In Geneva, Nepal pledges justice for the atrocities committed during conflictFed up with repeated promises, insurgency victims say.
Nepal has reiterated its commitment to provide justice to the victims of the insurgency-era atrocities after an amendment to the Enforced Disappearances Enquiry, Truth and Reconciliation Commission Act.
Addressing the 52nd session of the UN Human Rights Council in Geneva on Tuesday, Govinda Sharma Bandi, peace and human rights advisor to Prime Minister Pushpa Kamal Dahal, claimed concluding the peace process was high on the government’s priority. “Nepal is close to concluding the peace process by establishing a credible, meaningful and victim-centred transitional justice process,” he said. “My delegation assures that there will be no amnesty for serious human rights violations.”
The erstwhile Sher Bahadur Deuba government had on July 15 last year introduced a bill to amend the Act in parliament. It couldn’t get through the House because of serious reservations from conflict victims, national and international human rights organisations and activists over some of the clauses. They said the bill had provisions for amnesty even in serious violations of human rights like murder.
Bandi told the council that the bill was prepared after conducting nationwide consultations with relevant stakeholders including victims. The tenure of the House of Representatives expired before its endorsement, he said. If Nepal's commitment in the council is anything to go by, the government will table a new bill in Parliament soon to amend the Act.
“While amending the law, the concerns of the victim, civil society and other stakeholders will be taken into account,” said Bandi. “My delegation also assures that the amendment will be in line with the Supreme Court ruling and Nepal’s obligations under relevant provision of international law, Comprehensive Peace Accord and victim’s concern.”
Truth, justice, reparation, reconciliation and institutional reform would be the highlights of the amendment while also recognising reparation as a right of victims, according to Bandi.
The conflict victims, however, say they have, for years, been hearing the government’s commitment for justice for years but nothing has materialised. “There is nothing new in Bandi’s commitment. For years, different government’s have been making similar commitments in the United Nations and other international forums,” Suman Adhikari, a founding chairperson of the Conflict Victims Common Platform, told the Post. “We are fed up with hollow commitments. I am also surprised that the international community believes the same result-less commitment Nepal has been making for years.”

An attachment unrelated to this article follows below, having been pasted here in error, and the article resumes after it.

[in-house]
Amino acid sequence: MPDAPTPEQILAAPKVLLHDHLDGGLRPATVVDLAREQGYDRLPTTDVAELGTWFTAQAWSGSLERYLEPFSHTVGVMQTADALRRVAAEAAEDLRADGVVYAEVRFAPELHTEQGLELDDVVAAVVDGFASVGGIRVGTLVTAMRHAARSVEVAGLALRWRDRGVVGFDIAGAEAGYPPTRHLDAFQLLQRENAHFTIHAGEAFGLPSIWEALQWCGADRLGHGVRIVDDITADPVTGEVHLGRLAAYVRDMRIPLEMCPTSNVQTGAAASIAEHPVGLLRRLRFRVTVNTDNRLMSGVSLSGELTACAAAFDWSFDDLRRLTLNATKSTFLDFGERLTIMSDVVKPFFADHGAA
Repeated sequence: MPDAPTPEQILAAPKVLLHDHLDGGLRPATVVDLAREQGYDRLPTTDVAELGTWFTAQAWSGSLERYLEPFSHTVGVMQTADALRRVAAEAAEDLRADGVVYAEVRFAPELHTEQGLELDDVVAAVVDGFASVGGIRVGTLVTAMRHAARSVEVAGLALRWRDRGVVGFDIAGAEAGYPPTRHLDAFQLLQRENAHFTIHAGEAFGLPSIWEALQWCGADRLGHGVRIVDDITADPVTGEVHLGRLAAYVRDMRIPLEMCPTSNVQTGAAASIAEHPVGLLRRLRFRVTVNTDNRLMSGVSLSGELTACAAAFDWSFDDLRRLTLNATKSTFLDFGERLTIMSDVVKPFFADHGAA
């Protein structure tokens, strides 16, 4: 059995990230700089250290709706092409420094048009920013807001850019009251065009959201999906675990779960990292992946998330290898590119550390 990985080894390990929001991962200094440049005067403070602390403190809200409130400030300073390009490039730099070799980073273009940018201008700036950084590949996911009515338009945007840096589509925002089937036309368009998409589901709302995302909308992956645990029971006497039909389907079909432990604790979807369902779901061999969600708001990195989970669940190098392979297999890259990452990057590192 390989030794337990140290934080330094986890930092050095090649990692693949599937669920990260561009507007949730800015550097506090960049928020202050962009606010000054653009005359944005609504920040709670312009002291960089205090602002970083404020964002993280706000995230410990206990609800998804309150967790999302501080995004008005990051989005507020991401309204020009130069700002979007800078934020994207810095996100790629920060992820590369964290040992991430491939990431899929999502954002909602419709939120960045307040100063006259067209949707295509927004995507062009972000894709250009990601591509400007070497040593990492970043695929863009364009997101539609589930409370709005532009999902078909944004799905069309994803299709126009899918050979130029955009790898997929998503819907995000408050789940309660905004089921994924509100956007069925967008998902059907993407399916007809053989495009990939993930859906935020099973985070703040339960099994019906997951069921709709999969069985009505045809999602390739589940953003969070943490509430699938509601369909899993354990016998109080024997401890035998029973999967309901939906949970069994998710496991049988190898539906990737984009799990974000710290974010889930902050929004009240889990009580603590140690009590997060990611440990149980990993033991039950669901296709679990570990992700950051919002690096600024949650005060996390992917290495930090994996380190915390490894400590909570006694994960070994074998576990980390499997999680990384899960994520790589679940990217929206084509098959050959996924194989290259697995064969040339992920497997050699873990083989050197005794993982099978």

He said conflict victims don’t believe the commitments made by the government at the Human Rights Council because Bandi himself was the minister for law and justice last year when an amendment bill proposing amnesty was brought in Parliament. Deuba in April last year appointed Bandi as minister and tasked him to amend the Act in line with the 2015 verdict of the Supreme Court that had struck down the amnesty provision in the Act.
Though the bill had some progressive provisions, it met with criticisms because it retained the amnesty provisions.
The bill said “cruel murder”—murder after torture, rape, enforced disappearances and inhumane or cruel torture committed against unarmed or ordinary people during the insurgency are serious human rights violations—is non-amnestiable.
The bill has opened the door for amnesty for murder by stating that only “cruel murder” will be non-amnestiable, thus providing a loophole to define all murders as non-cruel, the victims said. The bill also didn’t list war crimes and crimes against humanity under serious human rights violations.
In his address Tuesday, Bandi said the new bill be tabled after incorporating suggestions of the parties concerned.
The victims say they want to see the commitments translated into action. Kalyan Budhathoki, acting chairperson of the Conflict Victims Common Platform, said the government must stop fooling the international community. “We want to see the government walk the talk,” he told the Post. “However, I don’t have much hope.”
The government on Monday appointed Bandi as the head of the delegation after Bimala Rai Poudyal, then foreign minister, cancelled her Geneva visit as per Dahal’s suggestion. “It was obvious for me to lead the delegation as the senior most members as Poudyal didn’t make it to Geneva for political reasons,” he said.
Dahal’s ministers say the prime minister stopped Poudyal from flying because CPN-UML was planning to pull out of the government and it wouldn’t have been good had Poudyal lost her ministerial position while abroad. Earlier the Cabinet had decided to send a delegation to Geneva led by Poudyal where Bandi was a member.
Ram Bhandari, a conflict victim and rights defender, however said he is hopeful of the transitional justice process moving in the right track as the incumbent government has prioritised the issue. “In our recent meeting, the prime minister said the bill will be registered in parliament very soon by addressing concerns of all quarters,” he said. “The government has made a similar pledge in Geneva. I hope it stands by its commitment.”